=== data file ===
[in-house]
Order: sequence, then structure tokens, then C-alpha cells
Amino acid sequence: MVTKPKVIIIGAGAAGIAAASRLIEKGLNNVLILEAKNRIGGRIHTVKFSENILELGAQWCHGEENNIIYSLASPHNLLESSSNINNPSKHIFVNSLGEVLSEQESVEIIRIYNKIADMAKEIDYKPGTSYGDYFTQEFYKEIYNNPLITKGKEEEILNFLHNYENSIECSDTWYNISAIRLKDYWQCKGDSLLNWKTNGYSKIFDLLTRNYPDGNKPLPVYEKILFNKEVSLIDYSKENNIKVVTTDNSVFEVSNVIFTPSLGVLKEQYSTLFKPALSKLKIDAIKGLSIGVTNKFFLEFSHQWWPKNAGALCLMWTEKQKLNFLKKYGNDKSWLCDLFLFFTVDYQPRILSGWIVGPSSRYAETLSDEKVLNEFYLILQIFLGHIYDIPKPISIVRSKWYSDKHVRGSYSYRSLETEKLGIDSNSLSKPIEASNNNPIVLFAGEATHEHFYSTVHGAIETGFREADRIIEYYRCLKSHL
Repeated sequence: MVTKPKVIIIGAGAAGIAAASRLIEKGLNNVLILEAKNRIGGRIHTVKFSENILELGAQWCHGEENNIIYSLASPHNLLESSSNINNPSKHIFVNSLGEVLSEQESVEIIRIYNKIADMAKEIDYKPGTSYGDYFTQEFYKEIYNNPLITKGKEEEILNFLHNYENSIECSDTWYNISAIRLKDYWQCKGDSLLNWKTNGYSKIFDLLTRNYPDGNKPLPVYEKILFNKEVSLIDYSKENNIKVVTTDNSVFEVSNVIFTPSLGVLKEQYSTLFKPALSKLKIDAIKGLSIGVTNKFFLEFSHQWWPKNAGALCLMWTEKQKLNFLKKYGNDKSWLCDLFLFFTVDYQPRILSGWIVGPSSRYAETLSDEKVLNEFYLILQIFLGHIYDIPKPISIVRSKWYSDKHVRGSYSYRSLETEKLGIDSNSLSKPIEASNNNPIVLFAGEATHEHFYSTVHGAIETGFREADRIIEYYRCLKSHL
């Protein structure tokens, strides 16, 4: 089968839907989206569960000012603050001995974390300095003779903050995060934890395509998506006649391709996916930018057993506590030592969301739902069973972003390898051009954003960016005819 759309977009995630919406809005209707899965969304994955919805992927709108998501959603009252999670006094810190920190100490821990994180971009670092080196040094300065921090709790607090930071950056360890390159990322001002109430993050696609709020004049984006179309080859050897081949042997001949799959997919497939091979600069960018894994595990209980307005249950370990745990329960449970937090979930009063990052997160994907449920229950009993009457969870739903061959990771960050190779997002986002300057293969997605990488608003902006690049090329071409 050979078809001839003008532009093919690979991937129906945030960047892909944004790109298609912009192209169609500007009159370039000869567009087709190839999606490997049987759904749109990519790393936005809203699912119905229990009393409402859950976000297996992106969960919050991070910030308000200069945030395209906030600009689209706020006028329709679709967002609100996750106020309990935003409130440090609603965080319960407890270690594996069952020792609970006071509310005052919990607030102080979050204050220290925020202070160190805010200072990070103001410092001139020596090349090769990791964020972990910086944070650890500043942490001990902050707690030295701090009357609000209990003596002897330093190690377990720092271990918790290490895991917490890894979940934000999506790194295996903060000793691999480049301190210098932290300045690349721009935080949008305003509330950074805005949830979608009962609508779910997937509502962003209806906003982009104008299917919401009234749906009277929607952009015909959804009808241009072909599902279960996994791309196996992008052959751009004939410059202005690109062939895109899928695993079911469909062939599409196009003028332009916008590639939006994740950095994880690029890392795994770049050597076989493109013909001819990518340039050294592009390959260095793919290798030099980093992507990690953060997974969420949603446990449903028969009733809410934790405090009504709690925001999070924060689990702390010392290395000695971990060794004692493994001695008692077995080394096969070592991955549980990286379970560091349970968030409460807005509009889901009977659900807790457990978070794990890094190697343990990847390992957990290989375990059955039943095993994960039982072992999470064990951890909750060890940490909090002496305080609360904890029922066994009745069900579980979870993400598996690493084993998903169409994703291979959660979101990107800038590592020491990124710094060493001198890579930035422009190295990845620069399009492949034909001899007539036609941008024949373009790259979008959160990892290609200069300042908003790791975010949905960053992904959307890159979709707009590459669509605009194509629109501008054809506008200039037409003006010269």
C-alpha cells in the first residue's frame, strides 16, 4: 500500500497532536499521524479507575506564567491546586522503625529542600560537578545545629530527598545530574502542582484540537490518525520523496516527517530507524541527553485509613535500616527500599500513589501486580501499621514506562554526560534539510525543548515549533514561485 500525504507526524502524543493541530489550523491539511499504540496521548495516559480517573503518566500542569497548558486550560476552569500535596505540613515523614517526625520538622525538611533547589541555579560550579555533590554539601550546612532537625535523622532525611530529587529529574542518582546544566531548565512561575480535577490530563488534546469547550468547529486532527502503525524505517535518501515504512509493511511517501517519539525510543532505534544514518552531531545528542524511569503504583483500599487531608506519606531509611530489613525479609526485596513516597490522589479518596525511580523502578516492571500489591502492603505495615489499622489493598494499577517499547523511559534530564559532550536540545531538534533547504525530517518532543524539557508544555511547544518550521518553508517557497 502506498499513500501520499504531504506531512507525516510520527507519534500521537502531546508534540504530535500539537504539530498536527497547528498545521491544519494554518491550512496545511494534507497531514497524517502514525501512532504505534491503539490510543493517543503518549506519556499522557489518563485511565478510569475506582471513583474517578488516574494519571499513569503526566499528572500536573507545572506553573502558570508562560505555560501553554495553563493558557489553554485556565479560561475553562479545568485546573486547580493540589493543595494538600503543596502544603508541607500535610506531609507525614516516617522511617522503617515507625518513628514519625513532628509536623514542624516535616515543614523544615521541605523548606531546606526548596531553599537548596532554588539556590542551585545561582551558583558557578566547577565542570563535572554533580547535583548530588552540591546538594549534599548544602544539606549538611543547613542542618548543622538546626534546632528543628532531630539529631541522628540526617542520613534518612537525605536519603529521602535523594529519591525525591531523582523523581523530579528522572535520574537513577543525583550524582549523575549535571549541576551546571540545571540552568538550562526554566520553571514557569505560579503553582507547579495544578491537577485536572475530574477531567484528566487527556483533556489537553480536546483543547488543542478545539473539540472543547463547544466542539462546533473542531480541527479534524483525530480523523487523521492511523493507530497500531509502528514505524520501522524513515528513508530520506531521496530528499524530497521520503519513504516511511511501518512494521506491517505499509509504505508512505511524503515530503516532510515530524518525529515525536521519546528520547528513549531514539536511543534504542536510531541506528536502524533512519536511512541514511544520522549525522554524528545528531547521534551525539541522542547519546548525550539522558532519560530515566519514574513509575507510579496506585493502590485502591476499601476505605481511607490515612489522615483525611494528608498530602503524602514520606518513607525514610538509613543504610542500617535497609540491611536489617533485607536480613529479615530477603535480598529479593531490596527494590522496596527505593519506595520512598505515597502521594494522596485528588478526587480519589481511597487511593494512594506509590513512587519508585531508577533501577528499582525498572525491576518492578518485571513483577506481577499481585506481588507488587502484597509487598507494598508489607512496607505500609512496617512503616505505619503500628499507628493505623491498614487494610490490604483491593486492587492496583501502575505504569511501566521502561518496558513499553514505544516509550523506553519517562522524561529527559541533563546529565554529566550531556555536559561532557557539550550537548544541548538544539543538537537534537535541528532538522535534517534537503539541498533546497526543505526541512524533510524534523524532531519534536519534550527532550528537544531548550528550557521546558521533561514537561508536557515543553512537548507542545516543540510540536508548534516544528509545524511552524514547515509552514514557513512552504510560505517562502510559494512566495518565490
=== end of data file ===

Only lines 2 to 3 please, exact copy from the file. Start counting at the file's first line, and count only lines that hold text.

Order: sequence, then structure tokens, then C-alpha cells
Amino acid sequence: MVTKPKVIIIGAGAAGIAAASRLIEKGLNNVLILEAKNRIGGRIHTVKFSENILELGAQWCHGEENNIIYSLASPHNLLESSSNINNPSKHIFVNSLGEVLSEQESVEIIRIYNKIADMAKEIDYKPGTSYGDYFTQEFYKEIYNNPLITKGKEEEILNFLHNYENSIECSDTWYNISAIRLKDYWQCKGDSLLNWKTNGYSKIFDLLTRNYPDGNKPLPVYEKILFNKEVSLIDYSKENNIKVVTTDNSVFEVSNVIFTPSLGVLKEQYSTLFKPALSKLKIDAIKGLSIGVTNKFFLEFSHQWWPKNAGALCLMWTEKQKLNFLKKYGNDKSWLCDLFLFFTVDYQPRILSGWIVGPSSRYAETLSDEKVLNEFYLILQIFLGHIYDIPKPISIVRSKWYSDKHVRGSYSYRSLETEKLGIDSNSLSKPIEASNNNPIVLFAGEATHEHFYSTVHGAIETGFREADRIIEYYRCLKSHL